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The U.S. Tax Gap and Revenue Estimates From Increased Funding for the Internal Revenue Service

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The U.S. Tax Gap and Revenue Estimates From Increased Funding for the Internal Revenue Service

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Presentation by Kathleen Burke and Shannon Mok, analysts in CBO’s Tax Analysis Division, and Joseph Rosenberg, Deputy Director of CBO’s Tax Analysis Division, to the Brazilian Tax and Customs Administration.

Presentation by Kathleen Burke and Shannon Mok, analysts in CBO’s Tax Analysis Division, and Joseph Rosenberg, Deputy Director of CBO’s Tax Analysis Division, to the Brazilian Tax and Customs Administration.

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The U.S. Tax Gap and Revenue Estimates From Increased Funding for the Internal Revenue Service

  1. 1. Presentation to the Brazilian Tax and Customs Administration December 7, 2022 Kathleen Burke, Shannon Mok, and Joseph Rosenberg Tax Analysis Division The U.S. Tax Gap and Revenue Estimates From Increased Funding for the Internal Revenue Service For information about the event, titled Tax Gap: Challenges for Tax Administrations in Brazil, see https://tinyurl.com/3jvp9aub.
  2. 2. 1 U.S. Tax Gap
  3. 3. 2 In the United States, the Internal Revenue Service (IRS) relies largely on taxpayers to report their income, calculate the amount of tax they owe, and remit that amount to the IRS through withholding or other payments. The difference between the amount of taxes owed and the amount collected each year—often called the tax gap—is estimated periodically by the IRS. ▪ Gross tax gap: The difference between the total amount of federal taxes owed and the amount that taxpayers paid on or before the filing deadline. ▪ Net tax gap: The amount of taxes that remains unpaid after the IRS has sought to collect the taxes owed, through either administrative or enforcement actions. Estimates of the U.S. Tax Gap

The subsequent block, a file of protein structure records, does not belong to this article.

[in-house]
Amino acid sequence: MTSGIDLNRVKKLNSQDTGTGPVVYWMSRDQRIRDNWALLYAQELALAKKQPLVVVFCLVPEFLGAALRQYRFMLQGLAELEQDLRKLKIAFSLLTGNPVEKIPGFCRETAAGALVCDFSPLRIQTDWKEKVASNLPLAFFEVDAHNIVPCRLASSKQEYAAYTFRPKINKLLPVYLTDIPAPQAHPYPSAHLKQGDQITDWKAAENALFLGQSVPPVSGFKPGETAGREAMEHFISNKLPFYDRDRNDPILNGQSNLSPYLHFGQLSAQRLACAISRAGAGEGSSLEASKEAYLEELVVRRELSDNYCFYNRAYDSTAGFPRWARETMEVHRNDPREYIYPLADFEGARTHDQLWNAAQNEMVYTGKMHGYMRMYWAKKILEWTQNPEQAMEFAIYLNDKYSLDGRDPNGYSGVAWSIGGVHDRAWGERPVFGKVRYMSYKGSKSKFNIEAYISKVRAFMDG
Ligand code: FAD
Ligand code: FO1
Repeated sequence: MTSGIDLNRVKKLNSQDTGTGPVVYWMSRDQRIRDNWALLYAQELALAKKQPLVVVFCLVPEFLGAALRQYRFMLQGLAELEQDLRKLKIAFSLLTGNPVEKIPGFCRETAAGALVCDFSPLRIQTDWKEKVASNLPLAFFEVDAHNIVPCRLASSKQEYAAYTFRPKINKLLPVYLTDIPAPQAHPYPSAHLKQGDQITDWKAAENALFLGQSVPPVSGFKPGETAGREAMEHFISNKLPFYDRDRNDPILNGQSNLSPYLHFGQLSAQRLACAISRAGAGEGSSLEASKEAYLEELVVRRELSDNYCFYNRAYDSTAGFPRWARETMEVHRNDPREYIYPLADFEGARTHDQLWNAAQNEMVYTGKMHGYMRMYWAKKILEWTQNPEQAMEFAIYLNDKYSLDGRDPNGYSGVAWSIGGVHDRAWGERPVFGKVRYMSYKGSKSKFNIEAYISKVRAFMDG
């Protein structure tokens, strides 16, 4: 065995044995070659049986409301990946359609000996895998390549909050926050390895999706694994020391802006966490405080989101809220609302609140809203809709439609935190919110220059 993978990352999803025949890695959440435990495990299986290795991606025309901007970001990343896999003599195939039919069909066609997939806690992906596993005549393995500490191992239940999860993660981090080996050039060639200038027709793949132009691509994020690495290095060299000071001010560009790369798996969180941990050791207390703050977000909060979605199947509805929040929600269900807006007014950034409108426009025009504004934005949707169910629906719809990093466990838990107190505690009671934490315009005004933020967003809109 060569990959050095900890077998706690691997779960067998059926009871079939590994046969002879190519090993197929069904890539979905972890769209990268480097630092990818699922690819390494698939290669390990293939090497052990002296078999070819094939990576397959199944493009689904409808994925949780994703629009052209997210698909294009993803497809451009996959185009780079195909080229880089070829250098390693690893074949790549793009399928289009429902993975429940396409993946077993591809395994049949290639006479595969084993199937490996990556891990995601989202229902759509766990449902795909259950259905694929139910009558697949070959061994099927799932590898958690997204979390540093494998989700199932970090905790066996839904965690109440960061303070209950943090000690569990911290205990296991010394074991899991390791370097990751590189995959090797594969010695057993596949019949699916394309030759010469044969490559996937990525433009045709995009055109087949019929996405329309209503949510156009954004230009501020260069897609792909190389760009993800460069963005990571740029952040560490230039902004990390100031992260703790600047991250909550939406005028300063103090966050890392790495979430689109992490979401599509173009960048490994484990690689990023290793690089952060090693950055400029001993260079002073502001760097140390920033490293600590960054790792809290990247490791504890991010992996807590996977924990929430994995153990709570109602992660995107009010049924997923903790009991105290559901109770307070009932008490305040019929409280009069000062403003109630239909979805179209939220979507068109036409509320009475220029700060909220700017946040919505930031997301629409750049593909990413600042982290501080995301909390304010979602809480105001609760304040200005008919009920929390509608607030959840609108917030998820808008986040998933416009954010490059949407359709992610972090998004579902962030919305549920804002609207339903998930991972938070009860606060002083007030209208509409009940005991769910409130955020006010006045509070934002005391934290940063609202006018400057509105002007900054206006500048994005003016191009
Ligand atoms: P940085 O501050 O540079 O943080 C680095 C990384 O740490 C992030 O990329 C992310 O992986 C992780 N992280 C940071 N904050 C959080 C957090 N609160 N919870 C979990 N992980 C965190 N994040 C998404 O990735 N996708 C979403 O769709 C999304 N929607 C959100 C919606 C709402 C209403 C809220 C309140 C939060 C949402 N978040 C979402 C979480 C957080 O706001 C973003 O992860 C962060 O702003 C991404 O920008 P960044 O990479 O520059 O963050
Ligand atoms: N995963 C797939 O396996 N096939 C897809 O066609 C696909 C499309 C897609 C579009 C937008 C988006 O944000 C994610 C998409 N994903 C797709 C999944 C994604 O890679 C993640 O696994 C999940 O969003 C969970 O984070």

4. 4. 3 Estimated Amount of Unpaid Taxes as an Annual Average, 2014 to 2016 From 2014 to 2016, the gross tax gap averaged $496 billion annually, the IRS estimates. That amount was 2.8 percent of U.S. gross domestic product and about 18 percent of federal taxes owed. The net tax gap was an estimated $428 billion annually over that period.
  5. 5. 4 ▪ Identifying taxpayers who did not file returns on time and obtaining those returns ▪ Correcting mathematical or clerical errors ▪ Verifying information reported by taxpayers by checking it against information from third parties ▪ Using software to flag fraudulent or questionable refunds ▪ Collecting unpaid taxes through mailed notices, payment agreements with taxpayers, and liens or levies ▪ Auditing tax returns of corporations, partnerships, and individual taxpayers What Enforcement Actions Does the IRS Undertake?
  6. 6. 5 Funding for the IRS and Number of Employees, by Appropriation Account, 2008 to 2021 Between 2008 and 2021, the IRS’s appropriations decreased by 19 percent on an inflation-adjusted basis, and the number of employees fell by 13 percent. The enforcement account absorbed much of that decline in staffing—dropping by 24 percent over that period.
  7. 7. 6 How Changes in IRS Funding Would Affect Future Revenues